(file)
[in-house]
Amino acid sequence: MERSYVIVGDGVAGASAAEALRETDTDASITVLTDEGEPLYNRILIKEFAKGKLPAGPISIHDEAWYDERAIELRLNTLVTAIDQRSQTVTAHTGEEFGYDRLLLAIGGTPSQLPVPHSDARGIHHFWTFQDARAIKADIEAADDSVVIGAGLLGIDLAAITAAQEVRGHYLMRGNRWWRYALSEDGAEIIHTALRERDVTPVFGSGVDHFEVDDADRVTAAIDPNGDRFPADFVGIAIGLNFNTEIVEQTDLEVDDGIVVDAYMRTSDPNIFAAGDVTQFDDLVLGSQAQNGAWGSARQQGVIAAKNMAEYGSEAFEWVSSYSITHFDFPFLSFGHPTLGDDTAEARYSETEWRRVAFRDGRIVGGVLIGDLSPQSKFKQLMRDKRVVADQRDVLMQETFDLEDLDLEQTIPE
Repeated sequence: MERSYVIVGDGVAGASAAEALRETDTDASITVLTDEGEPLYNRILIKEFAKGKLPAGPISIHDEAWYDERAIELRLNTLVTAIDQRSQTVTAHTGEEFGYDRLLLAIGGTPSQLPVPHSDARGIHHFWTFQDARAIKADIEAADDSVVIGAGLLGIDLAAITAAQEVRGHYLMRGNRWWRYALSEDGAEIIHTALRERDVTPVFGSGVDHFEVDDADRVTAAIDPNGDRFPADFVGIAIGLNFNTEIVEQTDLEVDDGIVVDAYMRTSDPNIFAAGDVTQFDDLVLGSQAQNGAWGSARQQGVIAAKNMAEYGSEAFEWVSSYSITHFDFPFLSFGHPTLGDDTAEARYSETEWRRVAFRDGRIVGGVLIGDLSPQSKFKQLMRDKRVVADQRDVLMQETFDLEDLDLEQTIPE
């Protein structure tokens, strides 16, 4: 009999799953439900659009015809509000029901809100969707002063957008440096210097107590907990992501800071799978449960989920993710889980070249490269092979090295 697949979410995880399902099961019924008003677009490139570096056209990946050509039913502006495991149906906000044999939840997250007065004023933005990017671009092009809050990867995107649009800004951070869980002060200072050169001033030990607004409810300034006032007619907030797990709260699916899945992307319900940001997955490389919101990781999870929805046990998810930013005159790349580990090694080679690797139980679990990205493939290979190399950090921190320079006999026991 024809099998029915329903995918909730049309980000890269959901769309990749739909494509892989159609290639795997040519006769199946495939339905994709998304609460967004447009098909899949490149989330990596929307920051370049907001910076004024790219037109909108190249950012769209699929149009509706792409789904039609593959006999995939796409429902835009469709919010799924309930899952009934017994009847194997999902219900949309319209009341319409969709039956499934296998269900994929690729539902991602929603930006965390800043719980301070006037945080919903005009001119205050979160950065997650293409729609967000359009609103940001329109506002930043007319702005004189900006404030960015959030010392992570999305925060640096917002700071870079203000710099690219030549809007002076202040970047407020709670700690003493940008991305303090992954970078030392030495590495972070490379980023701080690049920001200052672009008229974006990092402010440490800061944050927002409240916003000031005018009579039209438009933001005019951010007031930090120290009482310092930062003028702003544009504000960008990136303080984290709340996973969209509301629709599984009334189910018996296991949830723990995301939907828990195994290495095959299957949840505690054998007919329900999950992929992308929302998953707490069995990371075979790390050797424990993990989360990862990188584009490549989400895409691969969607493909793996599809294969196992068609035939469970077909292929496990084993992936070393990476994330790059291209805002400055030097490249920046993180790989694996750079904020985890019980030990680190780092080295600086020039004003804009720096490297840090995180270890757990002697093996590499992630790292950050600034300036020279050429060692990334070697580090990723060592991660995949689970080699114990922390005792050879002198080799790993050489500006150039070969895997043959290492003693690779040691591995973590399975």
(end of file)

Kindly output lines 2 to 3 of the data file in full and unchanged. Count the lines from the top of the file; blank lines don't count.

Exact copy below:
Amino acid sequence: MERSYVIVGDGVAGASAAEALRETDTDASITVLTDEGEPLYNRILIKEFAKGKLPAGPISIHDEAWYDERAIELRLNTLVTAIDQRSQTVTAHTGEEFGYDRLLLAIGGTPSQLPVPHSDARGIHHFWTFQDARAIKADIEAADDSVVIGAGLLGIDLAAITAAQEVRGHYLMRGNRWWRYALSEDGAEIIHTALRERDVTPVFGSGVDHFEVDDADRVTAAIDPNGDRFPADFVGIAIGLNFNTEIVEQTDLEVDDGIVVDAYMRTSDPNIFAAGDVTQFDDLVLGSQAQNGAWGSARQQGVIAAKNMAEYGSEAFEWVSSYSITHFDFPFLSFGHPTLGDDTAEARYSETEWRRVAFRDGRIVGGVLIGDLSPQSKFKQLMRDKRVVADQRDVLMQETFDLEDLDLEQTIPE
Repeated sequence: MERSYVIVGDGVAGASAAEALRETDTDASITVLTDEGEPLYNRILIKEFAKGKLPAGPISIHDEAWYDERAIELRLNTLVTAIDQRSQTVTAHTGEEFGYDRLLLAIGGTPSQLPVPHSDARGIHHFWTFQDARAIKADIEAADDSVVIGAGLLGIDLAAITAAQEVRGHYLMRGNRWWRYALSEDGAEIIHTALRERDVTPVFGSGVDHFEVDDADRVTAAIDPNGDRFPADFVGIAIGLNFNTEIVEQTDLEVDDGIVVDAYMRTSDPNIFAAGDVTQFDDLVLGSQAQNGAWGSARQQGVIAAKNMAEYGSEAFEWVSSYSITHFDFPFLSFGHPTLGDDTAEARYSETEWRRVAFRDGRIVGGVLIGDLSPQSKFKQLMRDKRVVADQRDVLMQETFDLEDLDLEQTIPE